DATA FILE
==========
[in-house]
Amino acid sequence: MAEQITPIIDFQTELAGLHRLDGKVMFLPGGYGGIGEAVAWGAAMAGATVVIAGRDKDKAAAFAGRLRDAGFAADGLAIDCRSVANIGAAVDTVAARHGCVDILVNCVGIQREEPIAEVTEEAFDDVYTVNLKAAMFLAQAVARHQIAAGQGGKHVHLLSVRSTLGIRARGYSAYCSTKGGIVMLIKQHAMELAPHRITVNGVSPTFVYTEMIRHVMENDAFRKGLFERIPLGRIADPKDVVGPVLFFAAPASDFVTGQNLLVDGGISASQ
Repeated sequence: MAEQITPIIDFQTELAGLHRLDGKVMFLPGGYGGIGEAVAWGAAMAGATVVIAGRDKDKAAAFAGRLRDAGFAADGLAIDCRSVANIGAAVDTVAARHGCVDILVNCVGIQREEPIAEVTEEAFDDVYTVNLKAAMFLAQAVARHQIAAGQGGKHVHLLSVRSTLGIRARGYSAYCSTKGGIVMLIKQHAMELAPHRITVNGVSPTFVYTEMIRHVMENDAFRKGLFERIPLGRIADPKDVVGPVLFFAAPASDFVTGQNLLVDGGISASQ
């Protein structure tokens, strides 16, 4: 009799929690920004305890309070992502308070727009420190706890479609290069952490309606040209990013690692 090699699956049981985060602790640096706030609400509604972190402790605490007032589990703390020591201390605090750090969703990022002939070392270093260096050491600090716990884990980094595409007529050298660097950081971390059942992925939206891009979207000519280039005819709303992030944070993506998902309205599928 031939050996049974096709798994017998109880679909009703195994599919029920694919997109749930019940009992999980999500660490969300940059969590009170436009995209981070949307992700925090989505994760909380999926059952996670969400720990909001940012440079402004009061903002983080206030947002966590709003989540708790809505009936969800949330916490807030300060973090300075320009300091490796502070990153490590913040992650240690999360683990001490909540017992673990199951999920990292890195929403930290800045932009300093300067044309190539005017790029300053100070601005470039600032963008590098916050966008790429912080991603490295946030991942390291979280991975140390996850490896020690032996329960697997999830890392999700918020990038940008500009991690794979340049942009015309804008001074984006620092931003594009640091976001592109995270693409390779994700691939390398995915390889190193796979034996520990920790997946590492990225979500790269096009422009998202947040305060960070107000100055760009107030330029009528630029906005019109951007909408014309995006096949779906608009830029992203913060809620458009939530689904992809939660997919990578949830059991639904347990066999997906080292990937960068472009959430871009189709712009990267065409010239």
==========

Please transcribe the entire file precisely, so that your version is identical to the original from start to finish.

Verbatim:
[in-house]
Amino acid sequence: MAEQITPIIDFQTELAGLHRLDGKVMFLPGGYGGIGEAVAWGAAMAGATVVIAGRDKDKAAAFAGRLRDAGFAADGLAIDCRSVANIGAAVDTVAARHGCVDILVNCVGIQREEPIAEVTEEAFDDVYTVNLKAAMFLAQAVARHQIAAGQGGKHVHLLSVRSTLGIRARGYSAYCSTKGGIVMLIKQHAMELAPHRITVNGVSPTFVYTEMIRHVMENDAFRKGLFERIPLGRIADPKDVVGPVLFFAAPASDFVTGQNLLVDGGISASQ
Repeated sequence: MAEQITPIIDFQTELAGLHRLDGKVMFLPGGYGGIGEAVAWGAAMAGATVVIAGRDKDKAAAFAGRLRDAGFAADGLAIDCRSVANIGAAVDTVAARHGCVDILVNCVGIQREEPIAEVTEEAFDDVYTVNLKAAMFLAQAVARHQIAAGQGGKHVHLLSVRSTLGIRARGYSAYCSTKGGIVMLIKQHAMELAPHRITVNGVSPTFVYTEMIRHVMENDAFRKGLFERIPLGRIADPKDVVGPVLFFAAPASDFVTGQNLLVDGGISASQ
């Protein structure tokens, strides 16, 4: 009799929690920004305890309070992502308070727009420190706890479609290069952490309606040209990013690692 090699699956049981985060602790640096706030609400509604972190402790605490007032589990703390020591201390605090750090969703990022002939070392270093260096050491600090716990884990980094595409007529050298660097950081971390059942992925939206891009979207000519280039005819709303992030944070993506998902309205599928 031939050996049974096709798994017998109880679909009703195994599919029920694919997109749930019940009992999980999500660490969300940059969590009170436009995209981070949307992700925090989505994760909380999926059952996670969400720990909001940012440079402004009061903002983080206030947002966590709003989540708790809505009936969800949330916490807030300060973090300075320009300091490796502070990153490590913040992650240690999360683990001490909540017992673990199951999920990292890195929403930290800045932009300093300067044309190539005017790029300053100070601005470039600032963008590098916050966008790429912080991603490295946030991942390291979280991975140390996850490896020690032996329960697997999830890392999700918020990038940008500009991690794979340049942009015309804008001074984006620092931003594009640091976001592109995270693409390779994700691939390398995915390889190193796979034996520990920790997946590492990225979500790269096009422009998202947040305060960070107000100055760009107030330029009528630029906005019109951007909408014309995006096949779906608009830029992203913060809620458009939530689904992809939660997919990578949830059991639904347990066999997906080292990937960068472009959430871009189709712009990267065409010239």